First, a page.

In the past twelve months, energy prices seem to have taken a life of their own. Their continued and, at times, shocking growth has raised concerns across the region and prompted differing responses and policy changes in each country. To get a more accurate picture of recent developments, we reached out to experts in Bulgaria, the Czech Republic, Moldova, Montenegro, Poland, and Turkey and asked them about the current energy prices, their impact on local economies, the drivers behind their growth, and whether any plans were in place to address the issue.
In “Official Gazette of Montenegro” no. 145/21 and no. 146/21 on 31, December 2021, amendments of the series of laws were published, including Law on Tax Administration, Law on Personal Income Tax, Law on Corporate Income Tax, Law on Contributions for Compulsory Social Insurance, Law on Compulsory Health Insurance, Labor Law, Law on Companies.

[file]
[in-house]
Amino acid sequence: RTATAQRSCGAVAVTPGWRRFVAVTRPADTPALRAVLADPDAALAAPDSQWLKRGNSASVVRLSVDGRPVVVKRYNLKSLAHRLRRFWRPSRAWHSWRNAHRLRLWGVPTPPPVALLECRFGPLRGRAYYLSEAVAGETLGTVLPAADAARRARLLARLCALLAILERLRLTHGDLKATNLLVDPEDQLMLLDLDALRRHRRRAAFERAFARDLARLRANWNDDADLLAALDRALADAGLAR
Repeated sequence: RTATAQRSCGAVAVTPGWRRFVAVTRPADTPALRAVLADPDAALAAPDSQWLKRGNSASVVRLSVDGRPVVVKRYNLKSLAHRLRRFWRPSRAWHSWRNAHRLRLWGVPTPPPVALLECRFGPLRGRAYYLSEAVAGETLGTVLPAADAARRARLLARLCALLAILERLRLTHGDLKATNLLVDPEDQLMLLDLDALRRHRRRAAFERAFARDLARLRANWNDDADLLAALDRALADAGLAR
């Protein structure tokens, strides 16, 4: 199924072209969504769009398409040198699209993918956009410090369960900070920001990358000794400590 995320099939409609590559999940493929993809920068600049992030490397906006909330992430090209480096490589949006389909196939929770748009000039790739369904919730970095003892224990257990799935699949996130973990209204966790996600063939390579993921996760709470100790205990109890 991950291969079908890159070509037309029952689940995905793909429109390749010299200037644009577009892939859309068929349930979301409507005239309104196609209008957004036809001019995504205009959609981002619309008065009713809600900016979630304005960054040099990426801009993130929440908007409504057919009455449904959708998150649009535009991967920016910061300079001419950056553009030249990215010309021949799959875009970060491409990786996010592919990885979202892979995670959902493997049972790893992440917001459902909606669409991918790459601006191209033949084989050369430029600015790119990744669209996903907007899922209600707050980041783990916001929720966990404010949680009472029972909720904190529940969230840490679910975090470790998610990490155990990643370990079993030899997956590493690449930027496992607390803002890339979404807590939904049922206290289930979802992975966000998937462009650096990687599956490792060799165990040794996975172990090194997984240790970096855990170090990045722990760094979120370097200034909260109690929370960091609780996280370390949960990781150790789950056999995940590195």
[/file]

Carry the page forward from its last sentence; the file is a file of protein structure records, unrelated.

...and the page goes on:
“Things are moving in cycles [in Montenegro], as in most parts of the Balkans,“ says Partner Sasa Vujacic of Vujacic Law Offices. “This is an election year in Montenegro and that will be reflected on the business sector for sure, as we approach election day.“ Vujacic reports that the election date “should be no later than October of this year“ and says that, although more political influence will be felt in all sectors of business as it approaches, “not a lot of changes in Montenegro's political structure are to be expected."